The most revered and useful wood of the Ojibwe
Paper Birch is one of the most sacred trees of the Ojibwe. The people regard the birch bark as a distinct contribution from the Creator. No birch is gathered by the Ojibwe without due offering of tobacco. Families make a pilgrimage to birch groves during the latter part of June and in July to gather their supply of birch bark, because it peels most easily at that time. As everyone knows, there are many layers of bark on a birch tree ranging from the thinnest paper to quite heavy pieces that make very durable canoes. The bark was used for many utilitarian items including buckets, baskets, wigwam covering, and for art. Patterns for decorative art were also made upon the bark, and records of the medicine lodge ritual were kept on birch bark scrolls by marking stories on the bark. However, it is for canoes that it is most famous for the Ojibwe.
For building a canoe, the tree used should have a trunk ten to fifteen inches in diameter, smooth and straight as can be. To find trees with thick bark suitable for canoe, a considerable journey might be necessary to find the best trees for the job. When a tree was selected, it was given a proper ceremony where a hole was dug into the ground at the base of the tree; tobacco placed as an offering. Then, a pipe was smoked and offered to the cardinal directions and to the sky and earth. The tree was then cut down and placed on crossed logs to hold it off the ground. To remove the bark, a long perpendicular slit is made the length desired. From this cut the bark is laid back on either side, with an axe, and peeled from the log. To overcome the natural curl of the bark, the bark is then rolled up inside-out, in proper lengths and tied and carried back to where the canoe will be built.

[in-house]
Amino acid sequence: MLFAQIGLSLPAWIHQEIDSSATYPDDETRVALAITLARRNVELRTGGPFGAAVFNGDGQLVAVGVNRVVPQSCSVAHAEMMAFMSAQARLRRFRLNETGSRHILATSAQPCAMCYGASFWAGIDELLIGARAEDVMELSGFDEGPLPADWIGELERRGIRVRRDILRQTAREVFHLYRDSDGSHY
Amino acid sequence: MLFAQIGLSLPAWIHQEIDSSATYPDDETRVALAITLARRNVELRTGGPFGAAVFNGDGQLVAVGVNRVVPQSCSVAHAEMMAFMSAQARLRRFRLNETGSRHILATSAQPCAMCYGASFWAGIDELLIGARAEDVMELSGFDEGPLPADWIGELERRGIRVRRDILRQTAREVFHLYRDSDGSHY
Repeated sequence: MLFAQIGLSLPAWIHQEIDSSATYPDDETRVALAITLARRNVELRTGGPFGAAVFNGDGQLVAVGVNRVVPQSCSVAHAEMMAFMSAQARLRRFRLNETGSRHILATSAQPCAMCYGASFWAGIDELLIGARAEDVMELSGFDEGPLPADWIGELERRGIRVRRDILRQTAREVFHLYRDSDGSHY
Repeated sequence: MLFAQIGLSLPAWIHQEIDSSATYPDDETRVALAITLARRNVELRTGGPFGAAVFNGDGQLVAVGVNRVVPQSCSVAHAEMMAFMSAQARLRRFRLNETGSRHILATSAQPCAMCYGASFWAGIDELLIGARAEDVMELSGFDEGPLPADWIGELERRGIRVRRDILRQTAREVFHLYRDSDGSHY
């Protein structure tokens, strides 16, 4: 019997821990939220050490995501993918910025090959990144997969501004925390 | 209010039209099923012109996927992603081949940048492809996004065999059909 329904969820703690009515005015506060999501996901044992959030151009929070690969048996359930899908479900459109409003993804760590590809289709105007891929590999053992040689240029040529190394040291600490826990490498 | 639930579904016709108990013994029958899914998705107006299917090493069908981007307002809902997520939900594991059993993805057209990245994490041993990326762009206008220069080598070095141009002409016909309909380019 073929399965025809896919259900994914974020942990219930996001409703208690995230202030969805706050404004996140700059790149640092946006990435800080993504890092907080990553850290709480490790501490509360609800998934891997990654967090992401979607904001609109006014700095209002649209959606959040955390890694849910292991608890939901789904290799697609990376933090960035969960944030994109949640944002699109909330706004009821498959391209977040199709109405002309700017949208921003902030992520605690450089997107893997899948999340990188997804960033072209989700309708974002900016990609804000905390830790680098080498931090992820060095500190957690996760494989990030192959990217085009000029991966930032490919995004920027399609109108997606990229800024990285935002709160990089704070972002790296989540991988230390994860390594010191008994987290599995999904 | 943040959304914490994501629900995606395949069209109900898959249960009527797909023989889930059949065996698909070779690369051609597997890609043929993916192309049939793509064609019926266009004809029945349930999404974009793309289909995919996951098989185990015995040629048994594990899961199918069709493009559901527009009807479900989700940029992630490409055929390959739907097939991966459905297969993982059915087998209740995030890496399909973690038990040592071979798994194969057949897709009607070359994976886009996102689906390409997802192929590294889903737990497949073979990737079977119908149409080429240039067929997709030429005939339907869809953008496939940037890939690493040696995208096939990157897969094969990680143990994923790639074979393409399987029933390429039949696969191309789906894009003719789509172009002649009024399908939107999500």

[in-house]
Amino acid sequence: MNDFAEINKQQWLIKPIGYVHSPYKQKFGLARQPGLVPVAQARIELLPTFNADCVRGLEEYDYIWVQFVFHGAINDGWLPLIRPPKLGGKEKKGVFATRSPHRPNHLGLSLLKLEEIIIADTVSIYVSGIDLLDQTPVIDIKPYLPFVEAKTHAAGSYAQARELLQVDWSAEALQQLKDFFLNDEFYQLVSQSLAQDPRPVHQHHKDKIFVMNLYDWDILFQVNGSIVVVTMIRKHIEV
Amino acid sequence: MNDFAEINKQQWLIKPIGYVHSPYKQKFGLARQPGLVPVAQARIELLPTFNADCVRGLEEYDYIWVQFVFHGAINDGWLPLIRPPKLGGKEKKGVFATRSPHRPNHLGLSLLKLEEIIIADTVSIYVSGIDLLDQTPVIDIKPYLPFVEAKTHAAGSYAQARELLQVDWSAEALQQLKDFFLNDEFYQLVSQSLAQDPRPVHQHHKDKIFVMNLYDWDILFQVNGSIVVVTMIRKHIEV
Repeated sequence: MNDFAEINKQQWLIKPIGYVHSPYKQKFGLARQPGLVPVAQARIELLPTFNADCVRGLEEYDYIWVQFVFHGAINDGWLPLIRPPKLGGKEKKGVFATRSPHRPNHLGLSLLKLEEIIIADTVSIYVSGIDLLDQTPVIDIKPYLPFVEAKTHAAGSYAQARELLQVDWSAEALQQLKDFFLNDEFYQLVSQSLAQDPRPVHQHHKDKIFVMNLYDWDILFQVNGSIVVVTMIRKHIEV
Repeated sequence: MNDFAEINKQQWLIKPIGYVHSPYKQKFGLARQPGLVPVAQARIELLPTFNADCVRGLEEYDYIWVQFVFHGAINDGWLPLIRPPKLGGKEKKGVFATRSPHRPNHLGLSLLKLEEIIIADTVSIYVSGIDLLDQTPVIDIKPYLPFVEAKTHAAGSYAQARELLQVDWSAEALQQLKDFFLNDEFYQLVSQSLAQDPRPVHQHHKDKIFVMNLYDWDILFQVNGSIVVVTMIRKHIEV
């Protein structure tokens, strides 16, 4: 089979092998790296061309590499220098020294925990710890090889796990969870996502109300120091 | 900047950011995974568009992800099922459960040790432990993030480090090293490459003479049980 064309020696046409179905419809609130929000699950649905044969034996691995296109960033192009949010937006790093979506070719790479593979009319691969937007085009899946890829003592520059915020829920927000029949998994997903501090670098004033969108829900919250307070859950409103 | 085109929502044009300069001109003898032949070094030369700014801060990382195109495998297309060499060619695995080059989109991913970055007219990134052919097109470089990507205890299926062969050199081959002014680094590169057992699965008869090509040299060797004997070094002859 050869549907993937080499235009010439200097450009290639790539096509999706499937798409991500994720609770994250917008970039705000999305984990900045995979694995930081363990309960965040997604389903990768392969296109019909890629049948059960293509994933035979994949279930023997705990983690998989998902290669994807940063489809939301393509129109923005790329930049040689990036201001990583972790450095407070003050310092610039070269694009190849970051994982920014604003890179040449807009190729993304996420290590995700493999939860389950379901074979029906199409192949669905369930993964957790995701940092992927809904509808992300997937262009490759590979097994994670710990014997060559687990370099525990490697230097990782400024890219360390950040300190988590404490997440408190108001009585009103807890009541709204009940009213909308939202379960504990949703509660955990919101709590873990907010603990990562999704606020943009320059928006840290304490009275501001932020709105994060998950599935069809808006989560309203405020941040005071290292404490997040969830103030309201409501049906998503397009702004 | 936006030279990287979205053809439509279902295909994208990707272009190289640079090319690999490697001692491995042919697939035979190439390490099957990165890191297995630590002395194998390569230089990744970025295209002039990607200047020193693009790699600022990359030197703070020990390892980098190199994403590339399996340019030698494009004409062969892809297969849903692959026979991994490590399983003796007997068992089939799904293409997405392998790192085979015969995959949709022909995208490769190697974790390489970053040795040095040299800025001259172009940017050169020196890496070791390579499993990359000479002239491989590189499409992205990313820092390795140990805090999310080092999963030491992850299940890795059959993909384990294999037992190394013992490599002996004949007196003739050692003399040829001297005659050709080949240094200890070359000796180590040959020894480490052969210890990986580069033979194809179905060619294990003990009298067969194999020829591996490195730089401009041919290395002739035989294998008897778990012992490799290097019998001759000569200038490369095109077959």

The framework for the canoe was made of White Cedar or Arbor Vitae because these woods are light, elastic, strong and easy to split. Two lengths are cut: sixteen feet for top rails, and six feet for ribs. The curves of the prow and stern are obtained by slitting the wood twelve times so that it may be bent at the proper angles, tied securely with string, and held in place until dried. A staked form eighteen feet long is next laid out on the ground. The bark is secured between the two stakes so that it cannot slip and is then ready for sewing together. Large rocks are piled inside to overcome any tendency of the bark to curl.
The sewing material that was most used was the root of Jack Pine because it is long and straight. Sewing is done using a White Oak wood awl. Both ends of the string are drawn through the same hole with a lock stitch. The holes are then caulked and made watertight using the pitch of a Balsam, Norway Pine, or White Pine which is boiled with tallow in a kettle.
Decorations were sometimes painted on the finished canoe using dyes such as blue clay and red ochre. Designs might include clan marks painted on each end.
Nearly any kitchen utensil can be made using birch bark, such as funnels for pouring hot liquids, baskets for gathering and storing items, containers for maple sugar, dried fish, meat, or any food. The birch bark is considered a miracle as it tends to keeps foods from spoiling. All sorts of drying trays are made from birch bark. Shallow trays for winnowing wild rice are also made of it. For housing, sheets of bark are sewed together with string and made into birch bark rolls, used as waterproof roofing for wigwams. Sticks tied across the end of the roll keep it from splitting and tearing, and it can be easily rolled back up if necessary using these sticks.
Overall, it was a miraculous and wonderful gift from the creator to the Ojibwe people.
Learn more: Ethnobotany of the Ojibwe Indians by Huron H. Smith. Bulletin of the Milwaukee Public Museum, Vol. 4, No. 3, Pp. 327-525, Plates 46-77 May 2, 1932
A collaborative effort of members of the Ojibwe and Metis communities